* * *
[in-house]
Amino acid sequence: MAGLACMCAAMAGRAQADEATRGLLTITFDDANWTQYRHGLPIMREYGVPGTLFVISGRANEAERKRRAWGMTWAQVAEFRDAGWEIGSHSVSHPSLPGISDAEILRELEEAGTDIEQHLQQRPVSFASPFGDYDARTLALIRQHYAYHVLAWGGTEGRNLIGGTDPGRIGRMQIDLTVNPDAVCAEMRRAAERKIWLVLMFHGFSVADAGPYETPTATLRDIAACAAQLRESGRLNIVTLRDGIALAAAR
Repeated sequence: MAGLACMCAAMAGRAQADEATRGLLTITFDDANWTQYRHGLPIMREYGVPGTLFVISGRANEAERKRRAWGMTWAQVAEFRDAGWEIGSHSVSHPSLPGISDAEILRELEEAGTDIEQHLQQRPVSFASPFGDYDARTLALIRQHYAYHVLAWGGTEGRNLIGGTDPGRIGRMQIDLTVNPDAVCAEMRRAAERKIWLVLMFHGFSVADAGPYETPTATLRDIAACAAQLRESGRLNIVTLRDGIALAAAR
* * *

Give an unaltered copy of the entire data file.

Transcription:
[in-house]
Amino acid sequence: MAGLACMCAAMAGRAQADEATRGLLTITFDDANWTQYRHGLPIMREYGVPGTLFVISGRANEAERKRRAWGMTWAQVAEFRDAGWEIGSHSVSHPSLPGISDAEILRELEEAGTDIEQHLQQRPVSFASPFGDYDARTLALIRQHYAYHVLAWGGTEGRNLIGGTDPGRIGRMQIDLTVNPDAVCAEMRRAAERKIWLVLMFHGFSVADAGPYETPTATLRDIAACAAQLRESGRLNIVTLRDGIALAAAR
Repeated sequence: MAGLACMCAAMAGRAQADEATRGLLTITFDDANWTQYRHGLPIMREYGVPGTLFVISGRANEAERKRRAWGMTWAQVAEFRDAGWEIGSHSVSHPSLPGISDAEILRELEEAGTDIEQHLQQRPVSFASPFGDYDARTLALIRQHYAYHVLAWGGTEGRNLIGGTDPGRIGRMQIDLTVNPDAVCAEMRRAAERKIWLVLMFHGFSVADAGPYETPTATLRDIAACAAQLRESGRLNIVTLRDGIALAAAR